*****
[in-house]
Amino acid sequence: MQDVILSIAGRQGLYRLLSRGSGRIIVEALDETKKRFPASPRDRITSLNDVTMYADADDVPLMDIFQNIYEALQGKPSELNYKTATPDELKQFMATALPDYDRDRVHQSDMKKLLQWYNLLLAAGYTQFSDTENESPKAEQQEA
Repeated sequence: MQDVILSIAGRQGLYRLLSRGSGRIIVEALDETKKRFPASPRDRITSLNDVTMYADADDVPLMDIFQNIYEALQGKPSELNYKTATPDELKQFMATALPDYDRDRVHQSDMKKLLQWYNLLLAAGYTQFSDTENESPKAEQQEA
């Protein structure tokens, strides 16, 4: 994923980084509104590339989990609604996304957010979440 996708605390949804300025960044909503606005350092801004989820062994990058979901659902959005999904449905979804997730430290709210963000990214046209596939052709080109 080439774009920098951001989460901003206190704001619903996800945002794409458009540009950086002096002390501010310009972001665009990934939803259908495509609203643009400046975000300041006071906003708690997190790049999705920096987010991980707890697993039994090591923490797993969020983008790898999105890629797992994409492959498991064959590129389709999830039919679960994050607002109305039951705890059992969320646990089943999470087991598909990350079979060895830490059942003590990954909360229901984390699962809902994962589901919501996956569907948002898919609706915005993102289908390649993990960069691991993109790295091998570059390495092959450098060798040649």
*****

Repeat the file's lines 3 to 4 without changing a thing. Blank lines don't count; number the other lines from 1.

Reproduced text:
Repeated sequence: MQDVILSIAGRQGLYRLLSRGSGRIIVEALDETKKRFPASPRDRITSLNDVTMYADADDVPLMDIFQNIYEALQGKPSELNYKTATPDELKQFMATALPDYDRDRVHQSDMKKLLQWYNLLLAAGYTQFSDTENESPKAEQQEA
């Protein structure tokens, strides 16, 4: 994923980084509104590339989990609604996304957010979440 996708605390949804300025960044909503606005350092801004989820062994990058979901659902959005999904449905979804997730430290709210963000990214046209596939052709080109 080439774009920098951001989460901003206190704001619903996800945002794409458009540009950086002096002390501010310009972001665009990934939803259908495509609203643009400046975000300041006071906003708690997190790049999705920096987010991980707890697993039994090591923490797993969020983008790898999105890629797992994409492959498991064959590129389709999830039919679960994050607002109305039951705890059992969320646990089943999470087991598909990350079979060895830490059942003590990954909360229901984390699962809902994962589901919501996956569907948002898919609706915005993102289908390649993990960069691991993109790295091998570059390495092959450098060798040649």